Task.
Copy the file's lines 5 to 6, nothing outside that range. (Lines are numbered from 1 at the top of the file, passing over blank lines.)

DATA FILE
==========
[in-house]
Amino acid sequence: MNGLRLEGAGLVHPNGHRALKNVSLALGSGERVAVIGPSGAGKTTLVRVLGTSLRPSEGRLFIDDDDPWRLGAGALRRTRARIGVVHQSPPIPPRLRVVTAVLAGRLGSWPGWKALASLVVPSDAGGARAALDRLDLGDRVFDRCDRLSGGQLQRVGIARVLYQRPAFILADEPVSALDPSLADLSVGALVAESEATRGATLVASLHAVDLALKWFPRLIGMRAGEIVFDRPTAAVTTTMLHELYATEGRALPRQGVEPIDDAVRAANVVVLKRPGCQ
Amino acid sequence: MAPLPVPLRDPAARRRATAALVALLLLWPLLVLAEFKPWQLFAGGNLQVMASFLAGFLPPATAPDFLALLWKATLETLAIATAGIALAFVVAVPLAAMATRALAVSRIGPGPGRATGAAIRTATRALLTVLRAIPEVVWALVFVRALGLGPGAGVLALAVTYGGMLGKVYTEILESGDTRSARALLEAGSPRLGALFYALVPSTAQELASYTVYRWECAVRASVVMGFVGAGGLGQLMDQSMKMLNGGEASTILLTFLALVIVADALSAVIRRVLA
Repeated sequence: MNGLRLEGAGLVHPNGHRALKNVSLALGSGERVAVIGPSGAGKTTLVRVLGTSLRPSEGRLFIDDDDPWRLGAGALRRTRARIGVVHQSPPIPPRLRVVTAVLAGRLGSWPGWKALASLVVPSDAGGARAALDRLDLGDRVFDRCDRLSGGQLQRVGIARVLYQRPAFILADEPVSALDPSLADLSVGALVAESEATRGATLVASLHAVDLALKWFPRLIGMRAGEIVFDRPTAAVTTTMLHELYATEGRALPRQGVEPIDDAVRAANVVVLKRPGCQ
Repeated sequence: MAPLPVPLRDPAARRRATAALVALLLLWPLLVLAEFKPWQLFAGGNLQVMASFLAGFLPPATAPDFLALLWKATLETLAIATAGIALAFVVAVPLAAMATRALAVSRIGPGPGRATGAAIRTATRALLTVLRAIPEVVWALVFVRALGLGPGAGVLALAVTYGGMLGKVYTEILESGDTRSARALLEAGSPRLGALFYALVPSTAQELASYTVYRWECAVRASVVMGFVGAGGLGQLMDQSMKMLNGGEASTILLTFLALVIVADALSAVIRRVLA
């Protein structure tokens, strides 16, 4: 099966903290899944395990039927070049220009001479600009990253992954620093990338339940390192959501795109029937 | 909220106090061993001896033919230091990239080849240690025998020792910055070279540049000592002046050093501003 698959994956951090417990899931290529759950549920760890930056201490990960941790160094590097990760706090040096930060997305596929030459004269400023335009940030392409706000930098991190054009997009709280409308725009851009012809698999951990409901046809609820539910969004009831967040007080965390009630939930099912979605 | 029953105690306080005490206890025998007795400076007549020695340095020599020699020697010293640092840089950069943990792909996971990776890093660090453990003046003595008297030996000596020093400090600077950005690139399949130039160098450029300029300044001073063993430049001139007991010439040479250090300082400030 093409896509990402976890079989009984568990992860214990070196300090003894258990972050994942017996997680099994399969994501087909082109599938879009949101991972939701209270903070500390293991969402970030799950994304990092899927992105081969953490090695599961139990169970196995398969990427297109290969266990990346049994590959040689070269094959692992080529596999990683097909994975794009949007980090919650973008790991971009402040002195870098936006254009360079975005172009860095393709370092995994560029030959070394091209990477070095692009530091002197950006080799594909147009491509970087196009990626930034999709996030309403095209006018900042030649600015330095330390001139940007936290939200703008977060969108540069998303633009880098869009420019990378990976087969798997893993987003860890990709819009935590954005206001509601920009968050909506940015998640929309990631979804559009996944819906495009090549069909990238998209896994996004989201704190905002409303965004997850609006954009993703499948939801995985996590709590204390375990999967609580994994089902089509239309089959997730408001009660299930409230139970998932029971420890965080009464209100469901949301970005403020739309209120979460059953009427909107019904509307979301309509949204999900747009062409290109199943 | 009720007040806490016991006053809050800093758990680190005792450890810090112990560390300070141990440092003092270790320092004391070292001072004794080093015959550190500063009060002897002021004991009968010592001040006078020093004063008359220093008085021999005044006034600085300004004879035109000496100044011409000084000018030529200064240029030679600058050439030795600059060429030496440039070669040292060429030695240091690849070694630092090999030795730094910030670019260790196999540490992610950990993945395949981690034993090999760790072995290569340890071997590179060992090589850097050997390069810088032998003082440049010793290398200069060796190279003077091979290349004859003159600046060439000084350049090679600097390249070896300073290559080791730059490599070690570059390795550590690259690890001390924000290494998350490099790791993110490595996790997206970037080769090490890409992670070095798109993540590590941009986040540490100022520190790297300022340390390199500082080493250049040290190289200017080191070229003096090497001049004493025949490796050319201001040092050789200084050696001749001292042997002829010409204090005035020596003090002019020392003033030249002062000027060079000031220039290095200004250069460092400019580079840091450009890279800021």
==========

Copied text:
Repeated sequence: MAPLPVPLRDPAARRRATAALVALLLLWPLLVLAEFKPWQLFAGGNLQVMASFLAGFLPPATAPDFLALLWKATLETLAIATAGIALAFVVAVPLAAMATRALAVSRIGPGPGRATGAAIRTATRALLTVLRAIPEVVWALVFVRALGLGPGAGVLALAVTYGGMLGKVYTEILESGDTRSARALLEAGSPRLGALFYALVPSTAQELASYTVYRWECAVRASVVMGFVGAGGLGQLMDQSMKMLNGGEASTILLTFLALVIVADALSAVIRRVLA
């Protein structure tokens, strides 16, 4: 099966903290899944395990039927070049220009001479600009990253992954620093990338339940390192959501795109029937 | 909220106090061993001896033919230091990239080849240690025998020792910055070279540049000592002046050093501003 698959994956951090417990899931290529759950549920760890930056201490990960941790160094590097990760706090040096930060997305596929030459004269400023335009940030392409706000930098991190054009997009709280409308725009851009012809698999951990409901046809609820539910969004009831967040007080965390009630939930099912979605 | 029953105690306080005490206890025998007795400076007549020695340095020599020699020697010293640092840089950069943990792909996971990776890093660090453990003046003595008297030996000596020093400090600077950005690139399949130039160098450029300029300044001073063993430049001139007991010439040479250090300082400030 093409896509990402976890079989009984568990992860214990070196300090003894258990972050994942017996997680099994399969994501087909082109599938879009949101991972939701209270903070500390293991969402970030799950994304990092899927992105081969953490090695599961139990169970196995398969990427297109290969266990990346049994590959040689070269094959692992080529596999990683097909994975794009949007980090919650973008790991971009402040002195870098936006254009360079975005172009860095393709370092995994560029030959070394091209990477070095692009530091002197950006080799594909147009491509970087196009990626930034999709996030309403095209006018900042030649600015330095330390001139940007936290939200703008977060969108540069998303633009880098869009420019990378990976087969798997893993987003860890990709819009935590954005206001509601920009968050909506940015998640929309990631979804559009996944819906495009090549069909990238998209896994996004989201704190905002409303965004997850609006954009993703499948939801995985996590709590204390375990999967609580994994089902089509239309089959997730408001009660299930409230139970998932029971420890965080009464209100469901949301970005403020739309209120979460059953009427909107019904509307979301309509949204999900747009062409290109199943 | 009720007040806490016991006053809050800093758990680190005792450890810090112990560390300070141990440092003092270790320092004391070292001072004794080093015959550190500063009060002897002021004991009968010592001040006078020093004063008359220093008085021999005044006034600085300004004879035109000496100044011409000084000018030529200064240029030679600058050439030795600059060429030496440039070669040292060429030695240091690849070694630092090999030795730094910030670019260790196999540490992610950990993945395949981690034993090999760790072995290569340890071997590179060992090589850097050997390069810088032998003082440049010793290398200069060796190279003077091979290349004859003159600046060439000084350049090679600097390249070896300073290559080791730059490599070690570059390795550590690259690890001390924000290494998350490099790791993110490595996790997206970037080769090490890409992670070095798109993540590590941009986040540490100022520190790297300022340390390199500082080493250049040290190289200017080191070229003096090497001049004493025949490796050319201001040092050789200084050696001749001292042997002829010409204090005035020596003090002019020392003033030249002062000027060079000031220039290095200004250069460092400019580079840091450009890279800021």